Besides these two contentious issues, Nepal’s current law enforcement and judiciary systems cannot carry with them their culture of impunity and corruption. These systems must be transformed along with federalism in which law enforcement authorities (attorneys and police officers) and judges are accountable for delivering justice. That is to say, the standard method of appointing attorney generals and Supreme Court judges under federalism must be scrutinised, with a nomination by the executive head of government as per the recommendation of the Cabinet for a Parliamentary Confirmation Hearing Proceedings to complete the appointment. Each state under federalism follows similar proceedings for state Supreme Courts and district court appointments.
Similarly, what will happen to the over 100,000 police personnel if they are not relocated to each federal state? The national government will not have the resources to keep them all. They will have to be relocated on the basis of their electoral constituency. That is to say, he or she will be reposted to that constituency where he or she has permanent residency. The objective of this posting method is to manage local human resources under federalism to maintain law and order in the constituency.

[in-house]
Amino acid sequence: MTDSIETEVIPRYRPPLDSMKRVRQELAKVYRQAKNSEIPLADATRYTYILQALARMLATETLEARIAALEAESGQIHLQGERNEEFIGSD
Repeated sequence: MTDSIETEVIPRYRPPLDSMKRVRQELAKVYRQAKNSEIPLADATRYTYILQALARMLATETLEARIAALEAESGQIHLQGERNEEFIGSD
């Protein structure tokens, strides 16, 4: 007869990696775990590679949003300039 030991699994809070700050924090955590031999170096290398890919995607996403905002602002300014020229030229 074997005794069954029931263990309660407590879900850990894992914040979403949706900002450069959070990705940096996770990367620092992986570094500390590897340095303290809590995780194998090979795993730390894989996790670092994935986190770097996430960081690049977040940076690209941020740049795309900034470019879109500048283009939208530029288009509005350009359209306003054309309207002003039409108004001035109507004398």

Under the same premise, the thousands of civil service personnel too should be relocated to their posts in the constituency of their permanent residency. This can be at the state, district or electoral constituency level. However, civil service personnel cannot be subsequently transferred from one state to another unless he or she is a federal employee. Likewise, Armed Force Police personnel will have to be relocated in each state as state troopers to guard natural resources and control crimes.
Under federalism, the responsibilities of ministries and departments of the central government are limited in coming up with national policies. Each state implements its own policies and regulates to maintain national standards. For example, the education ministry can make education policies to set national standards but the education department of each state will regulate the educational institutions of that state to maintain the national standard.
Therefore, as much as the contentious issues at the CA, the transitional elements of logistics, which will have to shift from a unitary to federal system, ought to gain significance in the CA for deliberations. The role of the national government and the federal states under federalism must be delineated distinctly because sovereignty is constitutionally divided between the national government and the federal states. As a result, each federal state has the autonomy or right to self-government under the constitution of the nation.
Bom is a freelance writer at the Global Politician, an independent journal of
politics and world affairs
Published: 24-06-2014 09:07